What is condensation?
Condensation forms because the moisture in the air can no longer be held as a vapour, so returns to liquid form. This occurs when warm moist air comes into contact with either cooler air or a cooler surface. ‘Dew point’ describes the temperature when air containing a given quantity of moisture vapour will condense onto that surface.
While condensation is obvious when it occurs on impermeable surfaces – most commonly window glass, cold-water pipes and ceramic tiles- it will also form on any surface, which is at, or lower than, dew point. The presence of condensation on more absorbent surfaces (such as paint, plaster or wallpaper) becomes obvious when disruption, damage or mould growth forms on that surface.
Mould growth is a typical sign of chronic condensation and occurs as spores, which are always present in the air. These spores find water (condensate) and organic material (dirt and grease) that support their life cycle. Mould is a significant health risk to asthmatics, anyone with other respiratory conditions, the very young and elderly people.
The high humidity levels associated with condensation also enables house dust mites to flourish. The droppings from these microscopic creatures as well as mould spores can cause allergic reactions which are also linked to the onset of asthma.
For those concerned with condensation in buildings, the quantity of water vapour in the air and the temperature of surfaces within buildings are two key issues
How to recognise condensation
Practically, diagnosis of condensation cannot be just visual. Measurement of temperature, humidity, ventilation and consideration of insulation qualities and heating patterns need to be undertaken.
However, typical signs of condensation to look out for are:
- Misty wall surfaces;
- Water staining and streaking on walls, particularly in bathrooms and kitchens;
- Patches of damp with no obvious edges
- Mould growth on wall surfaces, around external wall openings and in areas of low circulation or poor ventilation.
What action is required?
Double glazing and improved insulation means we have warmer homes, but unless a property is adequately ventilated, it can become damp. We ask all tenants to ensure that our properties are sufficiently ventilated by taking a few simple precautions stated below in order to avoid condensation and the build-up of damp.
Open bedroom windows when you go to bed at night; a 10mm gap will do. If it really is too cold to do this, wipe the condensation off the windows first thing in the morning, but please do not put the cloth you used on the radiator to dry as this will create more condensation.
Ensure full use of extractor or ventilation fans. Where these are not provided, open a window after bathing or showering to give the steam and damp air a chance to escape. Wipe windows, walls and mirrors to remove condensation (a microfibre cloth is the most efficient means of doing this), and dry the shower tray or bath. Keep the door closed while the bathroom is in use to prevent the steam escaping to other parts of the house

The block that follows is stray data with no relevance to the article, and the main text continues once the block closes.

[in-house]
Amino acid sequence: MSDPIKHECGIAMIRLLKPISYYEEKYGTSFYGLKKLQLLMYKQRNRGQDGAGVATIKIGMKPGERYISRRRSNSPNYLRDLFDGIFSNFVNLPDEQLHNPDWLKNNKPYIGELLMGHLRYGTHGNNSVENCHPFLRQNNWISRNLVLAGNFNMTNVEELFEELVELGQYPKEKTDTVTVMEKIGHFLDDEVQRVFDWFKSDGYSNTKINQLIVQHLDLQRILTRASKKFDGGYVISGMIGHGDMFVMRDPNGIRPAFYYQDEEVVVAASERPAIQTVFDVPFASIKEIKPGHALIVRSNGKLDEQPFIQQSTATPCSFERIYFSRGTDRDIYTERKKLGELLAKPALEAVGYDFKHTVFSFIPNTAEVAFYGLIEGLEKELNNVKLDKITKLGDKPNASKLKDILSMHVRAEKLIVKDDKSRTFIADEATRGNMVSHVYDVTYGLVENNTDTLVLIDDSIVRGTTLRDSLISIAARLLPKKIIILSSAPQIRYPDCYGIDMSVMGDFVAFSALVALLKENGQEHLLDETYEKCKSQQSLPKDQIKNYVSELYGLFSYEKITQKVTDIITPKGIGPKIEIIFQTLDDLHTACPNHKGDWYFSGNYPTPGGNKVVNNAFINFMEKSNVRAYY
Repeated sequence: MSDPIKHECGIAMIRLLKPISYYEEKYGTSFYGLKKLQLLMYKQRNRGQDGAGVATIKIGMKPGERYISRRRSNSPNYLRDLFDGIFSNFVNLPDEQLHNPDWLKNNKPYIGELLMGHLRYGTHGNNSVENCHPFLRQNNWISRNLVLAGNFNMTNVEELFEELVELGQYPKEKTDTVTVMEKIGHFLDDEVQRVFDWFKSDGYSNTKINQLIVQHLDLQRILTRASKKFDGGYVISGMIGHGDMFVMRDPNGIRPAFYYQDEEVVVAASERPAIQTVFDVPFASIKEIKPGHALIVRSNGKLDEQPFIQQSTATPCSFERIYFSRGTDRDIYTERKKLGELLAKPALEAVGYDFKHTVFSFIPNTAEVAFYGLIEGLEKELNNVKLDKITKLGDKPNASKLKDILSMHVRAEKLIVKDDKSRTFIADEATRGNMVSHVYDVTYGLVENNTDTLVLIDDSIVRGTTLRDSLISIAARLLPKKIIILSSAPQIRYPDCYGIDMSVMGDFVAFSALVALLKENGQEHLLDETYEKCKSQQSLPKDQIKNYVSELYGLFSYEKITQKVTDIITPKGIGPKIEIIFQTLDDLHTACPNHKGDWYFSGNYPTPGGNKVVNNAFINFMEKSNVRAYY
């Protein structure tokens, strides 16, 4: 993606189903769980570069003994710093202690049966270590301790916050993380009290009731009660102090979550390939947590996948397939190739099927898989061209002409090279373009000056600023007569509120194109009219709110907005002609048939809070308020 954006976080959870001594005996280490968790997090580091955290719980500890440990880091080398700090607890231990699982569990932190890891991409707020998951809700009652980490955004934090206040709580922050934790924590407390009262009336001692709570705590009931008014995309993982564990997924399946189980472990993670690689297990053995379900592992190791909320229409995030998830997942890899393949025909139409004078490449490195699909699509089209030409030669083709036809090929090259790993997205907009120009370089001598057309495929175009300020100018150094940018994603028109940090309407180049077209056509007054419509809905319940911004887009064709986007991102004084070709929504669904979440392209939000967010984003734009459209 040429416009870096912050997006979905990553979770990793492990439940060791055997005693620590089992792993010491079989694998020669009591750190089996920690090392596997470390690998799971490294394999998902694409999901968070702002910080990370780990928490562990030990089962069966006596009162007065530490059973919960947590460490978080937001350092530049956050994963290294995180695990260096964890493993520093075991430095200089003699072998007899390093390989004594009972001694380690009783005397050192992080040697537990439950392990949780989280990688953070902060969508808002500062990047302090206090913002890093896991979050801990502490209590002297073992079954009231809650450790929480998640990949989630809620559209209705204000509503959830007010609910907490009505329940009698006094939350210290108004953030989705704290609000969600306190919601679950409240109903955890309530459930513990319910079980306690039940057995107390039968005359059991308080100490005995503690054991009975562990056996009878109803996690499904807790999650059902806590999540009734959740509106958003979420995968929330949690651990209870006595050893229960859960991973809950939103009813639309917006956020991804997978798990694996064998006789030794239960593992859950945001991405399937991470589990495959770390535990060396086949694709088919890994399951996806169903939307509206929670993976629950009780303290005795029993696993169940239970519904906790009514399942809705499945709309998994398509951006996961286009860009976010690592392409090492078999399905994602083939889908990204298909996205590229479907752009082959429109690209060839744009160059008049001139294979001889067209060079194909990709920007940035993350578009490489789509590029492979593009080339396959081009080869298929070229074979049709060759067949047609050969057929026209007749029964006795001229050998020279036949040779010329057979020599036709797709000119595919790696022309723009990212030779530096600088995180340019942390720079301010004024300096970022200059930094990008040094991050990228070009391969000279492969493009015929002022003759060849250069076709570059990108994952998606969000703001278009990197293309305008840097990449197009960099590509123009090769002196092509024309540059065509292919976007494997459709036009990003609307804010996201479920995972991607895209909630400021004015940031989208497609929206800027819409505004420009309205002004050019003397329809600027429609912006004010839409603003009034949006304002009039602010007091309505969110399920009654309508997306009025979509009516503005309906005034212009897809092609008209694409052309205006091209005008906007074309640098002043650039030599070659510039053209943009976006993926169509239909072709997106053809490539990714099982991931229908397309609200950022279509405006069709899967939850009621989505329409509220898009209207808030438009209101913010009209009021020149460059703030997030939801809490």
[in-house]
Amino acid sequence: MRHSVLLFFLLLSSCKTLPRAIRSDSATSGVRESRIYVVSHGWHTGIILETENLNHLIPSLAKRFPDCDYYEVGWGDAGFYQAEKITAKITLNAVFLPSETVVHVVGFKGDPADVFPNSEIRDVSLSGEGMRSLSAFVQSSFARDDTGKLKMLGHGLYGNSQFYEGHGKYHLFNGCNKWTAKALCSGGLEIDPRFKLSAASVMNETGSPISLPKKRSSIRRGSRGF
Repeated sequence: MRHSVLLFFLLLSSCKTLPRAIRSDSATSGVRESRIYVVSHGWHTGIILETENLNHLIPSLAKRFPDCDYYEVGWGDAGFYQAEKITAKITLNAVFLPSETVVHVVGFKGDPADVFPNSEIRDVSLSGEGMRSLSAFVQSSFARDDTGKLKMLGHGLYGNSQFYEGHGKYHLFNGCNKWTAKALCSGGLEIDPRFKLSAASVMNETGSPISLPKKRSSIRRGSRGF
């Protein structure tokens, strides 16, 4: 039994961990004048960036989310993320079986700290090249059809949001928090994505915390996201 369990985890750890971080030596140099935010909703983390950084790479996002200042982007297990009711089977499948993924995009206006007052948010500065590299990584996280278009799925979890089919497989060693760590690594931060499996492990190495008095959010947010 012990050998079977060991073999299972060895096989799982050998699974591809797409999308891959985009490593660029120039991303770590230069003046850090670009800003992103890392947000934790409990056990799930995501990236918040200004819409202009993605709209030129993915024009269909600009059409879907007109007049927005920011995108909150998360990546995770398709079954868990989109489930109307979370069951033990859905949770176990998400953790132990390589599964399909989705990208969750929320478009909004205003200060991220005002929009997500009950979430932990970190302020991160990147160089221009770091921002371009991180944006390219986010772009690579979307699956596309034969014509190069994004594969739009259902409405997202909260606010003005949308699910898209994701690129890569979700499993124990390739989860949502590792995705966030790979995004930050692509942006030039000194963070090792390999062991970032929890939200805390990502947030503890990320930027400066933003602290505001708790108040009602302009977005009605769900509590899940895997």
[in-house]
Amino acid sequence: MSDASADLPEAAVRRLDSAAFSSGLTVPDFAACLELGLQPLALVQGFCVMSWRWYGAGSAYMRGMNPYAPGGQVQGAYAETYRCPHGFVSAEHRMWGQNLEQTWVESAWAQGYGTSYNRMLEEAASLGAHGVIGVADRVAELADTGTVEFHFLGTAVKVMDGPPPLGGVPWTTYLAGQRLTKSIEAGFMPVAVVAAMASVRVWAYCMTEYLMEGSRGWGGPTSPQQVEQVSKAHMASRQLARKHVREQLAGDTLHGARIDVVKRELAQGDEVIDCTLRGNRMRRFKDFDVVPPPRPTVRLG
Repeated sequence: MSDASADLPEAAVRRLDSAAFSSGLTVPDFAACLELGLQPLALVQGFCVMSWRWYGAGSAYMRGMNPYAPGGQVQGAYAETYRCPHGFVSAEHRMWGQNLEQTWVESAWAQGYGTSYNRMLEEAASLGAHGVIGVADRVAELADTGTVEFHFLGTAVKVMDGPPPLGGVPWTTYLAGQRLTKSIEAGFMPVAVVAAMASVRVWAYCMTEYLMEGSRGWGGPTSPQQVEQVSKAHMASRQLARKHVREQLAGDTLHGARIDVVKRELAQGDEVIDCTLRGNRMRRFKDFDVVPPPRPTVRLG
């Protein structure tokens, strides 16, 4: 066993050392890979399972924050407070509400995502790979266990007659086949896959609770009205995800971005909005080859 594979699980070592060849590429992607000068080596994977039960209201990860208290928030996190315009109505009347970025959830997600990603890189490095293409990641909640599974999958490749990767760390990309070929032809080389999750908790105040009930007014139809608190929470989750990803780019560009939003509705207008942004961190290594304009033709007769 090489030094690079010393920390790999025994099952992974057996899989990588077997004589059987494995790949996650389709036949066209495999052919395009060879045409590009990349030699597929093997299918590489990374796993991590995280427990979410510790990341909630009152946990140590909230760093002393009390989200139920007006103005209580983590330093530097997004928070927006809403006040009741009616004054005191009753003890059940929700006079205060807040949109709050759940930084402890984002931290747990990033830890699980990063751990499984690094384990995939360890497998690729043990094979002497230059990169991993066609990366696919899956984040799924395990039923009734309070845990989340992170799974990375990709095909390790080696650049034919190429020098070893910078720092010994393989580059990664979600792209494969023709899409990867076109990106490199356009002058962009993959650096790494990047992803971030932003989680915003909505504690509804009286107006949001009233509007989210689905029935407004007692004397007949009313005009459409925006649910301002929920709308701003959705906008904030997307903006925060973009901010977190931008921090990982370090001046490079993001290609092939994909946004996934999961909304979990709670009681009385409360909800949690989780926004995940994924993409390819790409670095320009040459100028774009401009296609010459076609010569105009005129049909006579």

When cooking, cover pans. Use extractor or ventilation fans where provided. If you do not have an automatic kettle, take care to ensure it is not left boiling. These precautions will help to reduce steam and therefore moisture in the air. Keep the door closed while the kitchen is in use to prevent the steam escaping to other parts of the house.
Where there are chimneys, do not block them up. If a wall appears to be damp, do not put furniture right up against it; allow some circulation of air.
Make sure that any ventilation bricks or openings in the building are not obstructed.
Keep glass as clear of condensation as you can. Wipe away any moisture that has formed using a soft cloth. Leave open any ‘trickle’ vents in double glazed units. Get into the habit of opening windows to keep the moisture content in the air down and to air the property whenever you can.
Avoid drying clothes on radiators. Tumble dryers should be vented to the outside, unless fitted with a condenser.
Provide a reasonable level of heating (no less than 10°C in an unused area, or 16°C if in use); cold rooms are susceptible to condensation. Remember, the best way to heat a room and avoid condensation is to maintain a low level of warmth throughout the day rather than to turn the heating off while you are out and put it on at a high level when you return back home.
Portable gas and paraffin heaters can create a significant amount of damp and condensation within properties. Please do not use these types of heaters